The gifted dancer from Widnes in Cheshire won his place at the Moscow school – regarded by many as the most rigorous ballet training ground – after, on a whim, he sent in a DVD of a performance he had given.

Speaking about his shock at being accepted by the Bolshoi, he said: “To be honest, I didn’t believe it at first and had to keep re-reading it and then I showed it to my mum. I am very excited. I have worked hard but at the same time it doesn’t feel like hard work because I am doing something I really love. My dream is to complete my training and dance with the best companies in the world.”

Daniel’s father, Peter, said he had originally wanted his son to play only rugby. “He started off with a dual career. He was a potential rugby player and played at his local club but got fed up after about six months and got into ballet after going to his sister’s dance class.bolshoi_ballet_daniel_dolan_2009_2

“I remember after his very first dance lesson his teacher, who was a stern lady, said to me, ‘You must never let this boy stop dancing.’ He was only four years of age and she said he moved his feet beautifully and that he would go far,” he said.

[Daniel attended Holy Family RC School in Cronton and trained at Liverpool’s Elliot Clarke School of Dance until he was 11.  The dedicated teenager won a scholarship to The Hammond School in Chester, where he dances for four hours a day, while studying nine GCSEs.  “I start at 8.30am and don’t go home until 7pm, “ said Daniel. “It is tough, you have to be dedicated like an athlete. This will be one of the hardest experiences of my life but it will be worth it.” (Barbara Jordan, Runcorn & Widnes World, April 24, 2009)]

As well as being admitted to the Bolshoi academy, Daniel was accepted by elite US ballet schools in Miami and San Francisco.

[He has performed with the Birmingham Royal Ballet and the English Youth Ballet. (BBC News)]

The teenager, who is head boy at the Hammond School in Chester, hopes to raise £15,000 in funding to start at the Russian academy in September, following a three-month summer school at the prestigious Juilliard dramatic arts academy in New York.

He said: “British Airways have offered me sponsorship as part of their BA Great Britons Programme, where I can get up to 180 free flights a year. It will certainly help with the cost as it is incredibly expensive to train at the Bolshoi. I am hoping to find as sponsor as without one I can’t go.”

Daniel will follow in the footsteps of two former British dancers, Henry Perkins from Yateley in Hampshire, who joined the Bolshoi academy in 2006 and is now in his third year, and Ralf Pickering, whose entry to the school the previous year was marked by having his picture hung at the National Portrait Gallery.

He is believed to have left a few months after he began participating in the company’s gruelling daily training regime. The Bolshoi ballet academy, the oldest theatrical school in Moscow, was founded as an orphanage in 1763 and started teaching pupils a decade later. It is the affiliate school of the Bolshoi Ballet company, which has nurtured such giants of dance as Rudolf Nureyev, who later left to join the Kirov Ballet company.

Traditionally, and particularly before the fall of the Soviet Union when dance was a relatively-privileged career, the Bolshoi’s male dancers were the giants of the ballet world, known for their immense strength, power and athleticism.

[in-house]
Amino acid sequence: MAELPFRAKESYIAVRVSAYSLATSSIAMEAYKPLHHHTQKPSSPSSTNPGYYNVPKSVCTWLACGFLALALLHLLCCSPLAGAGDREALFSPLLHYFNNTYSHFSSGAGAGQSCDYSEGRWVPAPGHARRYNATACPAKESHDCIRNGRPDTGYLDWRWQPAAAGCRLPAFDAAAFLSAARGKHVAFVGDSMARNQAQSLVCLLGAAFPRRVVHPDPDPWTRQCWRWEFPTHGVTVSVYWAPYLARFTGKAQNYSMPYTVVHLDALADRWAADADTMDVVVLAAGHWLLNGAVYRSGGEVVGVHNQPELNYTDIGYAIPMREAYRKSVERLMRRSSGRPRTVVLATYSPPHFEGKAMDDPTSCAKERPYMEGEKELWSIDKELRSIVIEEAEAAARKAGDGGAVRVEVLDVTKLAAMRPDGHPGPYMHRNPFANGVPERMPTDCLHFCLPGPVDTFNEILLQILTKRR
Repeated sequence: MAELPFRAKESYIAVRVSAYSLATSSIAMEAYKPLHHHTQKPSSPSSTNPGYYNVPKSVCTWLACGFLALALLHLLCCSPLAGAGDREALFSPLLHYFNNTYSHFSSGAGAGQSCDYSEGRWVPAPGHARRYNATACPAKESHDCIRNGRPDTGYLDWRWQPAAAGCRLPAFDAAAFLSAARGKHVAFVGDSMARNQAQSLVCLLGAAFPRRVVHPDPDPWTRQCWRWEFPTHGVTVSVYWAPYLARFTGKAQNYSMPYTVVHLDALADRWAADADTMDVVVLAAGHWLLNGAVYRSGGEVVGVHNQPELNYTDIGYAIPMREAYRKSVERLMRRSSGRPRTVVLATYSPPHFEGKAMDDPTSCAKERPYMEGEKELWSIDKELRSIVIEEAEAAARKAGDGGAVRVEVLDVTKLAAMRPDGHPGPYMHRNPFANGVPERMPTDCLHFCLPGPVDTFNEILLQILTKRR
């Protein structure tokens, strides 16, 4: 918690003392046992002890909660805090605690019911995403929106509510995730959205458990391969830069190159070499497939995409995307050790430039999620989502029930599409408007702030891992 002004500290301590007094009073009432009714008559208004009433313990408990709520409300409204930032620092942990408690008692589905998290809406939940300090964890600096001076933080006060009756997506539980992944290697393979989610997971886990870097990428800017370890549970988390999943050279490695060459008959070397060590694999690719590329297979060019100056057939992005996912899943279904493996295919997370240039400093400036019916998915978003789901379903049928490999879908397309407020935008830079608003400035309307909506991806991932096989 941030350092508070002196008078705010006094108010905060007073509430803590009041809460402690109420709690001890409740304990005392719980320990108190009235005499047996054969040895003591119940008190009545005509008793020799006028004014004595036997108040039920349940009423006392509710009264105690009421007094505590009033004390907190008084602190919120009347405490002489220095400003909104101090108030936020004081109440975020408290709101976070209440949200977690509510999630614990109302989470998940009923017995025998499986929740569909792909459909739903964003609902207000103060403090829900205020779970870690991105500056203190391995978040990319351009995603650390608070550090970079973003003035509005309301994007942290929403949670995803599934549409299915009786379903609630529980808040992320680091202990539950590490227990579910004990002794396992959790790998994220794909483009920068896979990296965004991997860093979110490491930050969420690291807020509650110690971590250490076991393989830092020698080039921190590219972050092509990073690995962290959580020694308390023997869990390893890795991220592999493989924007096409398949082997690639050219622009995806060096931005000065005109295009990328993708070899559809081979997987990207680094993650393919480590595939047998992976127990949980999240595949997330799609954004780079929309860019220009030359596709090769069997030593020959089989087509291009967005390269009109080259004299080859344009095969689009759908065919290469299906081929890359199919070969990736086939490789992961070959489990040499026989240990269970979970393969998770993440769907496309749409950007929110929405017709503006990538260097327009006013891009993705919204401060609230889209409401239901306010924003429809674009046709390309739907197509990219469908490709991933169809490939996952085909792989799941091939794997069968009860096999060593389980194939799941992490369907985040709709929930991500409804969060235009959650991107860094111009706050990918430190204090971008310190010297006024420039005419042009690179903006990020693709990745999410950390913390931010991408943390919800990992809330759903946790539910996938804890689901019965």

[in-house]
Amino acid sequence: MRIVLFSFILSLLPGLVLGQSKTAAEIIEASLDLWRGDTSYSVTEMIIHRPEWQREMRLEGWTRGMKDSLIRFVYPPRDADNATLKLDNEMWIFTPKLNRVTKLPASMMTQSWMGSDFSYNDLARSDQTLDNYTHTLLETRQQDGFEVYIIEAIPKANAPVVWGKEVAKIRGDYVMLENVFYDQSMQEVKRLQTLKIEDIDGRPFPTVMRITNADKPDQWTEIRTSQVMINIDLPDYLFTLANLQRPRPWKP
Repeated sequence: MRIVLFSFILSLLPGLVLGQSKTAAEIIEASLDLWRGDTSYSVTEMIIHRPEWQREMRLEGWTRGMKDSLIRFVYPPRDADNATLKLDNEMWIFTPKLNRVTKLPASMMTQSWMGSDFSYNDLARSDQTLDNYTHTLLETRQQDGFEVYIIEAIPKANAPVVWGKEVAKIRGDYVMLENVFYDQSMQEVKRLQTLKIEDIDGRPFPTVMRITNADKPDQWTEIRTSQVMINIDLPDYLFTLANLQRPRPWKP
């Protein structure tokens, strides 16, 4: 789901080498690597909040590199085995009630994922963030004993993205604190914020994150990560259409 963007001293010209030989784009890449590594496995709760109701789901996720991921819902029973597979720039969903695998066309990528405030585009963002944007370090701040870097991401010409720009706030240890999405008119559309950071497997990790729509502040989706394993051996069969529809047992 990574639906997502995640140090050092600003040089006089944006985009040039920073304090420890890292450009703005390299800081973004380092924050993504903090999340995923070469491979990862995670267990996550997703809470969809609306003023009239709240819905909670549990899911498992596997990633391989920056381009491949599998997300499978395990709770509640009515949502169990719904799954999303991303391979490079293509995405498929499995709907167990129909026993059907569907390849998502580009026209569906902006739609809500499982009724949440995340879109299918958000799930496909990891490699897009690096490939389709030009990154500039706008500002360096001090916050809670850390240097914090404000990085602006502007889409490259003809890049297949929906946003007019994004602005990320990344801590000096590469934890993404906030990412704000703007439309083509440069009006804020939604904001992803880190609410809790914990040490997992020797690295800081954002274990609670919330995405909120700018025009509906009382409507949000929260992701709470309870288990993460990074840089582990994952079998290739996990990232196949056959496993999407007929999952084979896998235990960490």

Daniel has much to live up to, but his rugby background may help.


© 2009 Independent News and Media Limited




Palm Beach Post Staff Writer

Sunday, April 12, 2009


Tommy Batchelor’s dance teacher predicted he would be on Broadway. “But she thought I would be at least 20,” said Tommy, laughing.

Now 13, he is one of four boys playing the lead role in Billy Elliot, the hit musical on Broadway.

Tommy, whose home is in Palm Beach Gardens, was spotted by a talent scout in 2007 at a ballet competition in Orlando and joined the show in May 2008. He officially became the fourth Billy in March.

With music by Elton John, Billy Elliot is based on a 2000 British movie about a boy from a working-class family in northern England who wants to be a ballet dancer. A hit in London and Sydney, Australia, the musical opened in November to raves in New York.

It’s a classic heartwarmer: Young boy beats the odds to fulfill his dreams.

Like the character he plays, Tommy Batchelor knows what it means to be devoted to dance. When he was 3 years old, he saw a television biography about the legendary tap dancer Bill Bojangles. “I said, ‘I want to do that.’ ” said Tommy.

He started dance lessons at age 4 when his family lived in Minnesota.tommy-batchelor-13

After moving to Florida, Billy attended U.B. Kinsey/Palmview Elementary and Bak Middle, dancing at both. Jane Beck, his teacher at Kinsey, called him “a choreographer’s dream. You ask him to try something and he says, ‘OK’ and does it.”

For three years, he has taken dance classes at Palm Beach Ballet Center in Lake Park four days a week. “He was first of all in love with dance,” said ballet center owner Joan Miller.

Tommy was so eager to dance that dance coach Stacey Downs had to order him to stop some days. “He’s like a racehorse, he just goes,” said Downs. “He has a great heart, he’s very emotional, very expressive. And I’ve never met such a quick study.”

Stamina is important for the role. “The Billys carry the show,” said casting director Nora Brennan. “They are onstage almost three hours, doing ballet, tap, gymnastics, singing and acting. It’s a very demanding role.”

The other X-factor is stage presence. “You should see Tommy hold an audience,” said Downs.

Ed and Rebecca Batchelor have adapted home life around their son’s big break. Rebecca and Tommy live in a fourth-floor walk-up in upper Manhattan. They ride subways downtown to the Imperial Theatre.